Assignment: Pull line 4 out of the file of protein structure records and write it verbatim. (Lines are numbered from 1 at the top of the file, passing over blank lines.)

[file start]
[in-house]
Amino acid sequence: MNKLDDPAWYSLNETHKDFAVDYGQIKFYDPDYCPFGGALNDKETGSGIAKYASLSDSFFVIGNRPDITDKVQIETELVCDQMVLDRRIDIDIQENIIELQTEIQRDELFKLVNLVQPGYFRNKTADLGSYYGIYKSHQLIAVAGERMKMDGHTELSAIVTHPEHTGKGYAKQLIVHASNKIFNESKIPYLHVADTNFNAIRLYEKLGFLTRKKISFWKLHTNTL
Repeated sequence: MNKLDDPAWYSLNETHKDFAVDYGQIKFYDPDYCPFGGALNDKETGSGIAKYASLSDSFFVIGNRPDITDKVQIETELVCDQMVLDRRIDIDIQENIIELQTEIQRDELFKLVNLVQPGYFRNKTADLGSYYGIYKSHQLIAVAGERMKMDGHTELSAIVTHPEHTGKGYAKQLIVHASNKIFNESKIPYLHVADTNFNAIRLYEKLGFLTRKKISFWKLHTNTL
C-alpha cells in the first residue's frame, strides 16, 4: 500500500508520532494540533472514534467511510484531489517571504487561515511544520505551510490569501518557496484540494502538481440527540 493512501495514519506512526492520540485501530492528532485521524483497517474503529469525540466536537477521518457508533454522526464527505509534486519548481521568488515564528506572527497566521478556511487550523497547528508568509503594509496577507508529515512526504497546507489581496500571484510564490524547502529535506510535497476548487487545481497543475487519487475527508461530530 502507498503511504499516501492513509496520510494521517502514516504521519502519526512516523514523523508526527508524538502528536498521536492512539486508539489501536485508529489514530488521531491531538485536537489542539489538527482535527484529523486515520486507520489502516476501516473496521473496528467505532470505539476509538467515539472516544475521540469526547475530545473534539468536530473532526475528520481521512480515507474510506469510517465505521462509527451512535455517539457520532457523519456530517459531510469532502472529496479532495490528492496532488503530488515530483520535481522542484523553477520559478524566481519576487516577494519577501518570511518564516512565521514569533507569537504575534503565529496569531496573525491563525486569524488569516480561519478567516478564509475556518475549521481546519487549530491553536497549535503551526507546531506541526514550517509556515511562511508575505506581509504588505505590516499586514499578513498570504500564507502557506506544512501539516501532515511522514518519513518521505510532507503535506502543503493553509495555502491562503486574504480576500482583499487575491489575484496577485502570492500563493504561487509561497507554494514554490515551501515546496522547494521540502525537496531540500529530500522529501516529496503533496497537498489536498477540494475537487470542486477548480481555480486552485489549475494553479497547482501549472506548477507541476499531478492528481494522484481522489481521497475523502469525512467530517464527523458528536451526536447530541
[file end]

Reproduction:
C-alpha cells in the first residue's frame, strides 16, 4: 500500500508520532494540533472514534467511510484531489517571504487561515511544520505551510490569501518557496484540494502538481440527540 493512501495514519506512526492520540485501530492528532485521524483497517474503529469525540466536537477521518457508533454522526464527505509534486519548481521568488515564528506572527497566521478556511487550523497547528508568509503594509496577507508529515512526504497546507489581496500571484510564490524547502529535506510535497476548487487545481497543475487519487475527508461530530 502507498503511504499516501492513509496520510494521517502514516504521519502519526512516523514523523508526527508524538502528536498521536492512539486508539489501536485508529489514530488521531491531538485536537489542539489538527482535527484529523486515520486507520489502516476501516473496521473496528467505532470505539476509538467515539472516544475521540469526547475530545473534539468536530473532526475528520481521512480515507474510506469510517465505521462509527451512535455517539457520532457523519456530517459531510469532502472529496479532495490528492496532488503530488515530483520535481522542484523553477520559478524566481519576487516577494519577501518570511518564516512565521514569533507569537504575534503565529496569531496573525491563525486569524488569516480561519478567516478564509475556518475549521481546519487549530491553536497549535503551526507546531506541526514550517509556515511562511508575505506581509504588505505590516499586514499578513498570504500564507502557506506544512501539516501532515511522514518519513518521505510532507503535506502543503493553509495555502491562503486574504480576500482583499487575491489575484496577485502570492500563493504561487509561497507554494514554490515551501515546496522547494521540502525537496531540500529530500522529501516529496503533496497537498489536498477540494475537487470542486477548480481555480486552485489549475494553479497547482501549472506548477507541476499531478492528481494522484481522489481521497475523502469525512467530517464527523458528536451526536447530541